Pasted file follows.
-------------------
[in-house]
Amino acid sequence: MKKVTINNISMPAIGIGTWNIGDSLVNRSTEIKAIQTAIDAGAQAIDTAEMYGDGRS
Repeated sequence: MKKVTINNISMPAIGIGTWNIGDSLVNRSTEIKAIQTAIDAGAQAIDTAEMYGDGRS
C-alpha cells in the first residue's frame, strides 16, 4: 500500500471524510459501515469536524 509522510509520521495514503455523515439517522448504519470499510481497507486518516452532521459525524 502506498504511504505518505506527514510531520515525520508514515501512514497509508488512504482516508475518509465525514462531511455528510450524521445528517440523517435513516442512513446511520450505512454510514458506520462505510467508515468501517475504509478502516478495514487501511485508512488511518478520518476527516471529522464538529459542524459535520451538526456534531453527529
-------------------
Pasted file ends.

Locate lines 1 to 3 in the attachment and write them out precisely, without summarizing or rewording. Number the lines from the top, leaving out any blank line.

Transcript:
[in-house]
Amino acid sequence: MKKVTINNISMPAIGIGTWNIGDSLVNRSTEIKAIQTAIDAGAQAIDTAEMYGDGRS
Repeated sequence: MKKVTINNISMPAIGIGTWNIGDSLVNRSTEIKAIQTAIDAGAQAIDTAEMYGDGRS